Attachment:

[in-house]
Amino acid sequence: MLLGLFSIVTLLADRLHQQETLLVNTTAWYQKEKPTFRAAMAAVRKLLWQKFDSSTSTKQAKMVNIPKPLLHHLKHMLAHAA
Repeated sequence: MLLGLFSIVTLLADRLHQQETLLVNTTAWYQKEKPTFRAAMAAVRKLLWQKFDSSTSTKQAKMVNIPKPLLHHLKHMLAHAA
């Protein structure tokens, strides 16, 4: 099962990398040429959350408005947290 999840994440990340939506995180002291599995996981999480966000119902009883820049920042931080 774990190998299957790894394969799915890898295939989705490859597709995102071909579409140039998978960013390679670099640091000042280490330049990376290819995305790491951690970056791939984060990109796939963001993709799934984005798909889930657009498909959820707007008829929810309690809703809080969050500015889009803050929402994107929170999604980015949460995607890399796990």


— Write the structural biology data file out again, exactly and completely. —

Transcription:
[in-house]
Amino acid sequence: MLLGLFSIVTLLADRLHQQETLLVNTTAWYQKEKPTFRAAMAAVRKLLWQKFDSSTSTKQAKMVNIPKPLLHHLKHMLAHAA
Repeated sequence: MLLGLFSIVTLLADRLHQQETLLVNTTAWYQKEKPTFRAAMAAVRKLLWQKFDSSTSTKQAKMVNIPKPLLHHLKHMLAHAA
């Protein structure tokens, strides 16, 4: 099962990398040429959350408005947290 999840994440990340939506995180002291599995996981999480966000119902009883820049920042931080 774990190998299957790894394969799915890898295939989705490859597709995102071909579409140039998978960013390679670099640091000042280490330049990376290819995305790491951690970056791939984060990109796939963001993709799934984005798909889930657009498909959820707007008829929810309690809703809080969050500015889009803050929402994107929170999604980015949460995607890399796990």